More Than Serving Tea


Superwoman Doesn’t Spend Her Morning In PJs

My superwoman outfit has been at the cleaners for a few years now, but every now and then I really, really want to see if it still fits. There is something particularly draining and yet sadistically energizing about taking on the world with a “I’m going to bake that cake from scratch and eat it with some organic milk and fair trade coffee while calendaring my family’s life on-line with a smile and a load of laundry in the dryer” attitude. Maybe it’s just me.

But I am not superwoman, though many of us try out of love for our children and family and friends and out of our personal brokenness. Deep down I want to exceed expectations because I want to be successful because failure can suck, especially when I see it on the faces of those I love most dearly.

So I was encouraged to read a friend and former colleague’s blog post on failure and success and how that plays out in real life as a wife/mom/grad student/campus minister. She has a full life, and she, like many of us, is wrestling with the fact that there are just some things she will never be good at or succeed at, let alone enjoy doing. She is sending her superwoman outfit to the cleaners, but, like so many of us, is trying to reconcile expectations (self-imposed and those of others on us), needs, wants, personalities, etc.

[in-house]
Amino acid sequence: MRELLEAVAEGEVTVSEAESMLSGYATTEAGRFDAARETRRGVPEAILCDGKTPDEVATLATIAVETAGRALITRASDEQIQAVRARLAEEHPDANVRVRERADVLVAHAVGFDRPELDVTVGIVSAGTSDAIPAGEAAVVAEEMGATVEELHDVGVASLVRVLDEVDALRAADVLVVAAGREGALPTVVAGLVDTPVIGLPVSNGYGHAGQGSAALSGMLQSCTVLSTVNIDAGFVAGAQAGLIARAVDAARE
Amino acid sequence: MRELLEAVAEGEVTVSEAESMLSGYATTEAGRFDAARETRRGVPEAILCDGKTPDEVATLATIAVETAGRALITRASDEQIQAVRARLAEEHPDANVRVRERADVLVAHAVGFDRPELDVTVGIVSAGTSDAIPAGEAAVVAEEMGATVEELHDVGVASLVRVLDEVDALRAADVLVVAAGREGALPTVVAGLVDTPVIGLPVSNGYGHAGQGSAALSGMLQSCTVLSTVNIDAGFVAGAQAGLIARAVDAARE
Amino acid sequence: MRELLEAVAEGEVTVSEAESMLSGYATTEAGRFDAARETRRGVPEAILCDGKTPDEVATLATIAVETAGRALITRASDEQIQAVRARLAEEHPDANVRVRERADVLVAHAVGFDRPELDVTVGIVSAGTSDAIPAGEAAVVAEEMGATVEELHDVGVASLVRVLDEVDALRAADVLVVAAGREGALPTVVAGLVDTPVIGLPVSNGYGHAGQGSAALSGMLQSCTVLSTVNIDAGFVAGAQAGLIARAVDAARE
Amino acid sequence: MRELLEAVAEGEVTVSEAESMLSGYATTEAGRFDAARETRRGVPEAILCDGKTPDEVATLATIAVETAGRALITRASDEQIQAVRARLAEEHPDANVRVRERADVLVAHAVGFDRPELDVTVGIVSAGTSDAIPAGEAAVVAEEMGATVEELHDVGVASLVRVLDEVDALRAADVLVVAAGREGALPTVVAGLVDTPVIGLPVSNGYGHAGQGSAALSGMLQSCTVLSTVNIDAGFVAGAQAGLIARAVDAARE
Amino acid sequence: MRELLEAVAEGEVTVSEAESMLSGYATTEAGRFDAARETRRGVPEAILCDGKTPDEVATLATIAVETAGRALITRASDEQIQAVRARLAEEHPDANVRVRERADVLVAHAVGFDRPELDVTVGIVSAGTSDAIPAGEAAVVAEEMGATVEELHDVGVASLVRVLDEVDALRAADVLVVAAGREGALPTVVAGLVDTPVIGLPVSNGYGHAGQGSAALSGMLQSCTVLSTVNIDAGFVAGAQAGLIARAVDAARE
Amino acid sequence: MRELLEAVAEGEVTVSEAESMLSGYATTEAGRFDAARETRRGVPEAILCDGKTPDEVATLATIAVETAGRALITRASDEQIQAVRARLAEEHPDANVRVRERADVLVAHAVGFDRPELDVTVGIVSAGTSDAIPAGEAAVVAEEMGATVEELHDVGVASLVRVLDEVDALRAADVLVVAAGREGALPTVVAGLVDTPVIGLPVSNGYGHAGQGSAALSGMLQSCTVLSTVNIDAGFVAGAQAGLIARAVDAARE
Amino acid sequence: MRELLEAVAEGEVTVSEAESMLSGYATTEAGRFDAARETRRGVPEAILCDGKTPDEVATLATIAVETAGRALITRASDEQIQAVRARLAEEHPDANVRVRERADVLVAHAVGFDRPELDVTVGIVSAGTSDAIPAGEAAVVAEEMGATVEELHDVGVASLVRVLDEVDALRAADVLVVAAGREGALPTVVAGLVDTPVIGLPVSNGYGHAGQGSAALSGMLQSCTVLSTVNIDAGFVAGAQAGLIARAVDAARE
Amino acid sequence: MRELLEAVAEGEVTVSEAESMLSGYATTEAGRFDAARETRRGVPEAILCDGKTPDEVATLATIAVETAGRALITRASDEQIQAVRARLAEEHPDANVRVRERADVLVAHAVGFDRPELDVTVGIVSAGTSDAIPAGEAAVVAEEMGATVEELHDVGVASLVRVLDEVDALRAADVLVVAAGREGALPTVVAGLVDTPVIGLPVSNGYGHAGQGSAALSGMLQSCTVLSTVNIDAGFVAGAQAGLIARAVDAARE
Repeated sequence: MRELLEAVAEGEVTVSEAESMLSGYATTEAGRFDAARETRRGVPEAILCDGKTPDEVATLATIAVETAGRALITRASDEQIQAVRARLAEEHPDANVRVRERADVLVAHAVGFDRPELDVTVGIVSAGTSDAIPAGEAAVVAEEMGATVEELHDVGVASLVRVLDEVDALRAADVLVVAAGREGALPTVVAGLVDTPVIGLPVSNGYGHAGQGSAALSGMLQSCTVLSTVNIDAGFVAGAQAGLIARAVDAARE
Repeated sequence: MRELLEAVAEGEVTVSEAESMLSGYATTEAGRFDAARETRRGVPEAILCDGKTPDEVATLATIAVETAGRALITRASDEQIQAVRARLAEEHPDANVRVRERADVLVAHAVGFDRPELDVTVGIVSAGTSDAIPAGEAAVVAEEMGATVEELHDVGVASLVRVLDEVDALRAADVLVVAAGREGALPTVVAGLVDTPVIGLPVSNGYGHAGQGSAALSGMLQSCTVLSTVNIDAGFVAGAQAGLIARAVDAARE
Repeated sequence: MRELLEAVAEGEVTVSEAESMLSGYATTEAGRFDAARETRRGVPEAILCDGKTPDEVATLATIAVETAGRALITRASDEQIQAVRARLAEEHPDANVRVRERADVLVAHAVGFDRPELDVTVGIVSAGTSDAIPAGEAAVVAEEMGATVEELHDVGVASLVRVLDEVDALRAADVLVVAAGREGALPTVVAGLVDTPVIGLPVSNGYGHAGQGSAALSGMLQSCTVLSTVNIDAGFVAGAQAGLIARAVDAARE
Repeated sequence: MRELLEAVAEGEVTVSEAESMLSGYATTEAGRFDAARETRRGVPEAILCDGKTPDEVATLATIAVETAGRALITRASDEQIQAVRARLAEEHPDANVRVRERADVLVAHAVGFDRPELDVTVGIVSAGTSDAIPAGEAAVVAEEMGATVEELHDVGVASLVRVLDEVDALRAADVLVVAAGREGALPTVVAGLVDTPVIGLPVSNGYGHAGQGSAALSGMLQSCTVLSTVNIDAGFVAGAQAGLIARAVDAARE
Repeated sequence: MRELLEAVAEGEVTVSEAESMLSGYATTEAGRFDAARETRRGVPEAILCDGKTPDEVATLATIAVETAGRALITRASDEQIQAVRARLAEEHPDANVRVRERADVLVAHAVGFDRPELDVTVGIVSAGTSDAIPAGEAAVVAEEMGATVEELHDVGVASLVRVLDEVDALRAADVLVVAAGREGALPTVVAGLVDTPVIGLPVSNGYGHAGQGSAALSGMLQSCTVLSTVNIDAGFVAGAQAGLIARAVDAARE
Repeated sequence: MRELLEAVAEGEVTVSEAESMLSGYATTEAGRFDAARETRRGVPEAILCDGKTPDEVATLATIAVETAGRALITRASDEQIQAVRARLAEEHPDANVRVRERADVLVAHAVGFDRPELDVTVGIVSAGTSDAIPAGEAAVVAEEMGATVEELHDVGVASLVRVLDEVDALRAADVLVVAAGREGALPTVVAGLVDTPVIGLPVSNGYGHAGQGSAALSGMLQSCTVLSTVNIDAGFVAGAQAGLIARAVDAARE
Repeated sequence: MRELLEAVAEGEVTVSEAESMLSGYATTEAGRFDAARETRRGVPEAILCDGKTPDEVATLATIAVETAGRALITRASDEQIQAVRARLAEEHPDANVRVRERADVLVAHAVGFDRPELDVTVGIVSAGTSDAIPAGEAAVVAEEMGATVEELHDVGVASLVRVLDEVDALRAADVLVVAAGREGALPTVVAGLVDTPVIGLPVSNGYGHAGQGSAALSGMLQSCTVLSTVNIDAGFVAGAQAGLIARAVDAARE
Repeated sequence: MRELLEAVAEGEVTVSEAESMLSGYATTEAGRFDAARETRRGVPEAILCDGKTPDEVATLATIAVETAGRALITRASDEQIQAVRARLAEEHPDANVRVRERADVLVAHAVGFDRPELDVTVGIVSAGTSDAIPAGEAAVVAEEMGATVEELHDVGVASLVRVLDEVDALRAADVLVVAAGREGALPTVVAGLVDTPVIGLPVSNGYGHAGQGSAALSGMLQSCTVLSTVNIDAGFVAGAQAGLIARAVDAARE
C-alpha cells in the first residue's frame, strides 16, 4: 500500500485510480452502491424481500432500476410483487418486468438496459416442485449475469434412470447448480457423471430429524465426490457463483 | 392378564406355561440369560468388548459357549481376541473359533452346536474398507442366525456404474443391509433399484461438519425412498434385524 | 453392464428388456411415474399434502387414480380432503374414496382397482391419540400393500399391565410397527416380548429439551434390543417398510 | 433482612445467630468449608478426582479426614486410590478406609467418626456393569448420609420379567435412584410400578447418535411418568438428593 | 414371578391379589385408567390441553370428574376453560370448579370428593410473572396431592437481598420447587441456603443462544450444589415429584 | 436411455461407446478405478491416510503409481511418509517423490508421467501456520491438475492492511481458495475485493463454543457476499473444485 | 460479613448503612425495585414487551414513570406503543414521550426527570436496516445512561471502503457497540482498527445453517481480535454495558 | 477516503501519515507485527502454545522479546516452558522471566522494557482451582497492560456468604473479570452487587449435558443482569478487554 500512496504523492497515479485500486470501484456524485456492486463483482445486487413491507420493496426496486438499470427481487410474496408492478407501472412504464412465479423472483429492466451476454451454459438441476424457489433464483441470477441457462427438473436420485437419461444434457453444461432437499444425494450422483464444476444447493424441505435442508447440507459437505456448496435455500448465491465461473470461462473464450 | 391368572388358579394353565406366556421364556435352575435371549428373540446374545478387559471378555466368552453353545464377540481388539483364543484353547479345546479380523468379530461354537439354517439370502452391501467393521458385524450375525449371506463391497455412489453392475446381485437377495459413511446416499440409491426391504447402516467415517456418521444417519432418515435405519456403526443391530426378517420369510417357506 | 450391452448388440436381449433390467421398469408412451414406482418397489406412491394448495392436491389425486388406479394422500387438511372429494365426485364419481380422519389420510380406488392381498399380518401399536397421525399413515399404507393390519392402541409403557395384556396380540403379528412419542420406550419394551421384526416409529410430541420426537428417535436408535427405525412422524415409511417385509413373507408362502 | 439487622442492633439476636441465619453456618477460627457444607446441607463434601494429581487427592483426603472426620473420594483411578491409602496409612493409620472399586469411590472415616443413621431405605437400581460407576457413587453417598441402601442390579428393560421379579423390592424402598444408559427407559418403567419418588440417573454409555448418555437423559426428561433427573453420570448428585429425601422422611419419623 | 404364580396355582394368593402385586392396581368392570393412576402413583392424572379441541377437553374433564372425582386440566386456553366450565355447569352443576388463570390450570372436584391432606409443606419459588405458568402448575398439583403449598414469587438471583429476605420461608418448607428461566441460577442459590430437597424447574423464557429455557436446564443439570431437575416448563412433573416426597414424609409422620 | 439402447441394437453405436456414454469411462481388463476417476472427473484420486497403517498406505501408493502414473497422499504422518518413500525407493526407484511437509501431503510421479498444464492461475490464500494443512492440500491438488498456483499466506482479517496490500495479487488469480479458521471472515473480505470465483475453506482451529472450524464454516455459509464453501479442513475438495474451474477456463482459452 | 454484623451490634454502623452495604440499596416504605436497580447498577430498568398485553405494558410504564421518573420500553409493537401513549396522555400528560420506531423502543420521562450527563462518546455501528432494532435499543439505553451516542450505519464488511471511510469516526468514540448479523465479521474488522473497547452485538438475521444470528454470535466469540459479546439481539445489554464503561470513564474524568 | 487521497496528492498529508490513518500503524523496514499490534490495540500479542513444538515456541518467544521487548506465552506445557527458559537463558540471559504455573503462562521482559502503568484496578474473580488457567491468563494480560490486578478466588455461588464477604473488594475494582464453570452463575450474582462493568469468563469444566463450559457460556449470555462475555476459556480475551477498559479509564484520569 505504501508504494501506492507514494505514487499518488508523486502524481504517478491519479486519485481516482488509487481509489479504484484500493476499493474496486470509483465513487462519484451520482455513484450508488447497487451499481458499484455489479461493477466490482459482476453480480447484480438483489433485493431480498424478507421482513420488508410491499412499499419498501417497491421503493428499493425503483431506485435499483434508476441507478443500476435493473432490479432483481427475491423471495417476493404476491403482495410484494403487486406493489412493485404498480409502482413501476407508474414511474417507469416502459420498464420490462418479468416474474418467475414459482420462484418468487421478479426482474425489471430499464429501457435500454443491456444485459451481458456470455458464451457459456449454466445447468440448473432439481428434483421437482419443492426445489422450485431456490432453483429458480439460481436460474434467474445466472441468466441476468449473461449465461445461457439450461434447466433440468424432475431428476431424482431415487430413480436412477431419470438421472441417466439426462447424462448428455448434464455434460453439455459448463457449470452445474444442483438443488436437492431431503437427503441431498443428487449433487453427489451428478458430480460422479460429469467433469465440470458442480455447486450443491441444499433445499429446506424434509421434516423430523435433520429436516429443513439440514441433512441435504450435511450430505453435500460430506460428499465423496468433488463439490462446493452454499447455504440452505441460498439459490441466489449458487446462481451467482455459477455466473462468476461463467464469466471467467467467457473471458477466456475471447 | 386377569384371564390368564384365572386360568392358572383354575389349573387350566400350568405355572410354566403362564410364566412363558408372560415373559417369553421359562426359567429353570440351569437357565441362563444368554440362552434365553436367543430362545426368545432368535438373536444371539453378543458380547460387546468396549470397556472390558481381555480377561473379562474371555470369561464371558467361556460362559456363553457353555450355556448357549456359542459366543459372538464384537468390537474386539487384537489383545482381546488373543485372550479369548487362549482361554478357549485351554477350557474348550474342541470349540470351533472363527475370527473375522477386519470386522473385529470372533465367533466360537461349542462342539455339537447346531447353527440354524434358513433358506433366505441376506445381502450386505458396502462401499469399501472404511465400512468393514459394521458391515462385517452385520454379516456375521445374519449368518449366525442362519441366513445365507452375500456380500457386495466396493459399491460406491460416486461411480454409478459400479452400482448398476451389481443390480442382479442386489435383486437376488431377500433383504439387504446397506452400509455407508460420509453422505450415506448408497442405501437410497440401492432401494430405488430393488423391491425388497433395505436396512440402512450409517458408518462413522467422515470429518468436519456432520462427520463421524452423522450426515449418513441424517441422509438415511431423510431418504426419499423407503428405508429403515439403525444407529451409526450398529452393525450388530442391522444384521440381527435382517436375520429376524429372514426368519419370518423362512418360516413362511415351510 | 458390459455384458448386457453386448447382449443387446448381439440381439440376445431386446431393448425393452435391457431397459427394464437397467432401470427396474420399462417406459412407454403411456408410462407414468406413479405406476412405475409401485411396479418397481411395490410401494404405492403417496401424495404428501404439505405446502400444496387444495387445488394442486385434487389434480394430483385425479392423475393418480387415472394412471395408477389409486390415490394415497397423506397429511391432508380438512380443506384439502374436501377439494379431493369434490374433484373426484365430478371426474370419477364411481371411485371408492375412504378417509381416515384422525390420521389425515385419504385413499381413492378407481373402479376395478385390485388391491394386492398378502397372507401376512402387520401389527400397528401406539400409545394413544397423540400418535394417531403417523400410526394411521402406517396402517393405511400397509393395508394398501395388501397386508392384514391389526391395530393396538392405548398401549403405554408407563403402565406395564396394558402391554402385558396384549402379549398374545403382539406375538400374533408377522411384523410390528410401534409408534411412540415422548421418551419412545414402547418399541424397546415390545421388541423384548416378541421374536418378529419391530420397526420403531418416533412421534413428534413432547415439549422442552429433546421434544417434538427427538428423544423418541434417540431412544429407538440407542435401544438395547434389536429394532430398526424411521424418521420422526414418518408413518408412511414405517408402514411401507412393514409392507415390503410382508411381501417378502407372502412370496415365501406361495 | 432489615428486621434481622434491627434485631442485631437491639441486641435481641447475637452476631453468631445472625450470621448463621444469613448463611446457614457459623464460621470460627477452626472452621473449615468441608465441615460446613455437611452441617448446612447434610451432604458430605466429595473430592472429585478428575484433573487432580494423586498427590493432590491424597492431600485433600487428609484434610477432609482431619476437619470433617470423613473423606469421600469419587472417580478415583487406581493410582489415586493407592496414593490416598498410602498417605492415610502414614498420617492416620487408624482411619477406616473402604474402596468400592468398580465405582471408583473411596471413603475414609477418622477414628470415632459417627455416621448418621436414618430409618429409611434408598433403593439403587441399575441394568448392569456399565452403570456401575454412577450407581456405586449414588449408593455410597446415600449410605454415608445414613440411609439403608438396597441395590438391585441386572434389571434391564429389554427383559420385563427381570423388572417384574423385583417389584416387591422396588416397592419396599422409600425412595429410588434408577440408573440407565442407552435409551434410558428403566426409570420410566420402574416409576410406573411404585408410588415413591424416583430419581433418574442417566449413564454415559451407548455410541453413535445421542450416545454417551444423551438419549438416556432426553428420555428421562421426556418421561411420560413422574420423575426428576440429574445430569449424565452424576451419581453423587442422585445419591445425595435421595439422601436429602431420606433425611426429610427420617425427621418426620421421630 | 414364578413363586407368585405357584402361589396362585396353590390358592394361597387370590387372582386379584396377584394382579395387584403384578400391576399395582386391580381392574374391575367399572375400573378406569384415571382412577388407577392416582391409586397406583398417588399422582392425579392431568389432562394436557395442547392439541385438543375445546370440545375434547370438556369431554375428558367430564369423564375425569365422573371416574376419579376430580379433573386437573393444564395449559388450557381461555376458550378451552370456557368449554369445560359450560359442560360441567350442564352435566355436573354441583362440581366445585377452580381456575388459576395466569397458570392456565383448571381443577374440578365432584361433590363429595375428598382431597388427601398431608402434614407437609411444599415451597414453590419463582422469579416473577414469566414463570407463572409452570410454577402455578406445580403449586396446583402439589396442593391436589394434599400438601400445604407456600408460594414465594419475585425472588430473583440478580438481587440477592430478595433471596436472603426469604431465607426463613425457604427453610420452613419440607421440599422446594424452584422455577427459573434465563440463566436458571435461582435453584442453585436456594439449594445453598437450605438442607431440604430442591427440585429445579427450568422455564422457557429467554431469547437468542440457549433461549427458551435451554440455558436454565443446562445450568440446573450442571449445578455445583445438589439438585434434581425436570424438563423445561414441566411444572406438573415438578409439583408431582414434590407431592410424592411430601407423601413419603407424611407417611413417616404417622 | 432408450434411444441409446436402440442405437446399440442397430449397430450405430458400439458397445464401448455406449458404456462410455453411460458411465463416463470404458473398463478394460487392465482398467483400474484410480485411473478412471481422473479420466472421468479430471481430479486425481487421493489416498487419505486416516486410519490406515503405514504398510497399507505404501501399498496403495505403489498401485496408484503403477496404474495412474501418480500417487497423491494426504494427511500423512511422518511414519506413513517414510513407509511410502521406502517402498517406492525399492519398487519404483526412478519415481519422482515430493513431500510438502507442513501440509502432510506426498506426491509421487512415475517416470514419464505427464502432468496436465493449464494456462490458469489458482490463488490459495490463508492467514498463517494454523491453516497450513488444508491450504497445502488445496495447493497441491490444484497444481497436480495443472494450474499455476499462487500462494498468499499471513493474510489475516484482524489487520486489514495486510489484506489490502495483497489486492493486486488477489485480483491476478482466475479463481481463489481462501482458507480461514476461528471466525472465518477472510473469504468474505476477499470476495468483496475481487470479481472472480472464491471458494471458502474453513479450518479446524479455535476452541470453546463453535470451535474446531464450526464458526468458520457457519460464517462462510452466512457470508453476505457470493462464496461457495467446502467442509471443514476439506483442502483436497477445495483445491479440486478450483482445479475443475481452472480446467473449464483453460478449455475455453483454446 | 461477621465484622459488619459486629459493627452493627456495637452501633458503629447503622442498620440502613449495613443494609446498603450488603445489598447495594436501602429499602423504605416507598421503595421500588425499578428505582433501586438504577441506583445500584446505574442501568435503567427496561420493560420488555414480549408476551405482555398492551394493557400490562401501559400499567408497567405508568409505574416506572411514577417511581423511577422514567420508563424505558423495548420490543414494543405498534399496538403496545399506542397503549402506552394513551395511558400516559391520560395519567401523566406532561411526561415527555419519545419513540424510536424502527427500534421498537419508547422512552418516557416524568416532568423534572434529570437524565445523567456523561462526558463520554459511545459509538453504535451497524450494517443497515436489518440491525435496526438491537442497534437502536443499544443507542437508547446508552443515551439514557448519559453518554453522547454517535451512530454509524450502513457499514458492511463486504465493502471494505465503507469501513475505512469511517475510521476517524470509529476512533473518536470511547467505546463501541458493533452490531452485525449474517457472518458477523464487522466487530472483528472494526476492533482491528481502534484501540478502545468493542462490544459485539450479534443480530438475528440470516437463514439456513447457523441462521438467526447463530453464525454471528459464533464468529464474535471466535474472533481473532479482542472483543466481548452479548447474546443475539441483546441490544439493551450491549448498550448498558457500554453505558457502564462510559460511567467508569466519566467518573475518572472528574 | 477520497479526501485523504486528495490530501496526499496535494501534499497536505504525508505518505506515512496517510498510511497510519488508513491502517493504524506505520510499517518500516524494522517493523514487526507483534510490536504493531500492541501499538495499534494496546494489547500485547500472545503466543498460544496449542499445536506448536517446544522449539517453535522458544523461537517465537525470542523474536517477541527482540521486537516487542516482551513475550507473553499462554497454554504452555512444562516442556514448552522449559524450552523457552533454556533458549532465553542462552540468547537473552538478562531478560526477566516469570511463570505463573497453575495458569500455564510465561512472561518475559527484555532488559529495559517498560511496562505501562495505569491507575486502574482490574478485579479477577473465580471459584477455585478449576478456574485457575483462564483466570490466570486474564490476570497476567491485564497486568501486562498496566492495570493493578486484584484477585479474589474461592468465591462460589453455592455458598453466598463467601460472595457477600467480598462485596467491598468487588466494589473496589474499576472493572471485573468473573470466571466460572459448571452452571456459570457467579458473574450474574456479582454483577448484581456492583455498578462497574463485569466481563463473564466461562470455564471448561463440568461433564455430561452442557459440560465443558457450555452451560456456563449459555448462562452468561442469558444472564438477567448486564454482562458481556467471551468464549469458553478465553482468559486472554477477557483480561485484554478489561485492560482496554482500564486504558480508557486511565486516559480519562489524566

I’ve grown up with a bi-cultural understanding of success. The American Dream is a pull yourself up from your bootstraps narrative, but the American Dream for children of immigrants and particularly Asian immigrants involves extended family and ancestors. We pull not for ourselves but for those we left behind and will never see again, for those who are with us and for those who are yet to come. When we pull we drag with us ancient stories and family history. I pull the history of the Korean War and stories of families being separated and precious rice spilled into the dirt and a love/hate relationship to the West into the present filled with American and Korean values clashing still into the future where my children, nephews and nieces are just realizing they have dreams.